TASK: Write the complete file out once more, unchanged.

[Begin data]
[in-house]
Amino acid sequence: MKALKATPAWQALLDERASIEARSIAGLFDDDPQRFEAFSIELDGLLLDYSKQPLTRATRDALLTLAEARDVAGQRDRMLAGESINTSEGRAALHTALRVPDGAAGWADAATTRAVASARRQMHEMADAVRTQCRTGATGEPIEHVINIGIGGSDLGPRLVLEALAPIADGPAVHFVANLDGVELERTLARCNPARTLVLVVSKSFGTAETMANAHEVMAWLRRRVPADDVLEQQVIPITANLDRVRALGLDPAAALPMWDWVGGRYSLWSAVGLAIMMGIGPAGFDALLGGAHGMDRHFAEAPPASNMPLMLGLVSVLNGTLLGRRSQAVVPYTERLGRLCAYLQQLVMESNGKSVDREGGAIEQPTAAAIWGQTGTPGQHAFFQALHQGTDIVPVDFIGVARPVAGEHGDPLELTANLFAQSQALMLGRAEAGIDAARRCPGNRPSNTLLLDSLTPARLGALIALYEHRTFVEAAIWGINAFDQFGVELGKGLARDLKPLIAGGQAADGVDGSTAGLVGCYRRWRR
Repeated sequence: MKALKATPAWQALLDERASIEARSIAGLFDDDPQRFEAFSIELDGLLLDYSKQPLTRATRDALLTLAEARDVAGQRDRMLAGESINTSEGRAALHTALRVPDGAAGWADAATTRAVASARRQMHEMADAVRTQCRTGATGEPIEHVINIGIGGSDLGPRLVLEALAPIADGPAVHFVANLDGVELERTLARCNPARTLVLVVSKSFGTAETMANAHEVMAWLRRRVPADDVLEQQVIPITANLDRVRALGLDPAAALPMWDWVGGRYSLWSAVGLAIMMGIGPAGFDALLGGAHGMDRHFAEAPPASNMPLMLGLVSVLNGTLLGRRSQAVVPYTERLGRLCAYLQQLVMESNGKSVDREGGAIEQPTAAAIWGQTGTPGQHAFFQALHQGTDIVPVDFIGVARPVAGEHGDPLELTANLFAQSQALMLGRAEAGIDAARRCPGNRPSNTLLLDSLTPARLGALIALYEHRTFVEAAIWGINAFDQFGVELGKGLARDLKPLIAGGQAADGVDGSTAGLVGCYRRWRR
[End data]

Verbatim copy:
[in-house]
Amino acid sequence: MKALKATPAWQALLDERASIEARSIAGLFDDDPQRFEAFSIELDGLLLDYSKQPLTRATRDALLTLAEARDVAGQRDRMLAGESINTSEGRAALHTALRVPDGAAGWADAATTRAVASARRQMHEMADAVRTQCRTGATGEPIEHVINIGIGGSDLGPRLVLEALAPIADGPAVHFVANLDGVELERTLARCNPARTLVLVVSKSFGTAETMANAHEVMAWLRRRVPADDVLEQQVIPITANLDRVRALGLDPAAALPMWDWVGGRYSLWSAVGLAIMMGIGPAGFDALLGGAHGMDRHFAEAPPASNMPLMLGLVSVLNGTLLGRRSQAVVPYTERLGRLCAYLQQLVMESNGKSVDREGGAIEQPTAAAIWGQTGTPGQHAFFQALHQGTDIVPVDFIGVARPVAGEHGDPLELTANLFAQSQALMLGRAEAGIDAARRCPGNRPSNTLLLDSLTPARLGALIALYEHRTFVEAAIWGINAFDQFGVELGKGLARDLKPLIAGGQAADGVDGSTAGLVGCYRRWRR
Repeated sequence: MKALKATPAWQALLDERASIEARSIAGLFDDDPQRFEAFSIELDGLLLDYSKQPLTRATRDALLTLAEARDVAGQRDRMLAGESINTSEGRAALHTALRVPDGAAGWADAATTRAVASARRQMHEMADAVRTQCRTGATGEPIEHVINIGIGGSDLGPRLVLEALAPIADGPAVHFVANLDGVELERTLARCNPARTLVLVVSKSFGTAETMANAHEVMAWLRRRVPADDVLEQQVIPITANLDRVRALGLDPAAALPMWDWVGGRYSLWSAVGLAIMMGIGPAGFDALLGGAHGMDRHFAEAPPASNMPLMLGLVSVLNGTLLGRRSQAVVPYTERLGRLCAYLQQLVMESNGKSVDREGGAIEQPTAAAIWGQTGTPGQHAFFQALHQGTDIVPVDFIGVARPVAGEHGDPLELTANLFAQSQALMLGRAEAGIDAARRCPGNRPSNTLLLDSLTPARLGALIALYEHRTFVEAAIWGINAFDQFGVELGKGLARDLKPLIAGGQAADGVDGSTAGLVGCYRRWRR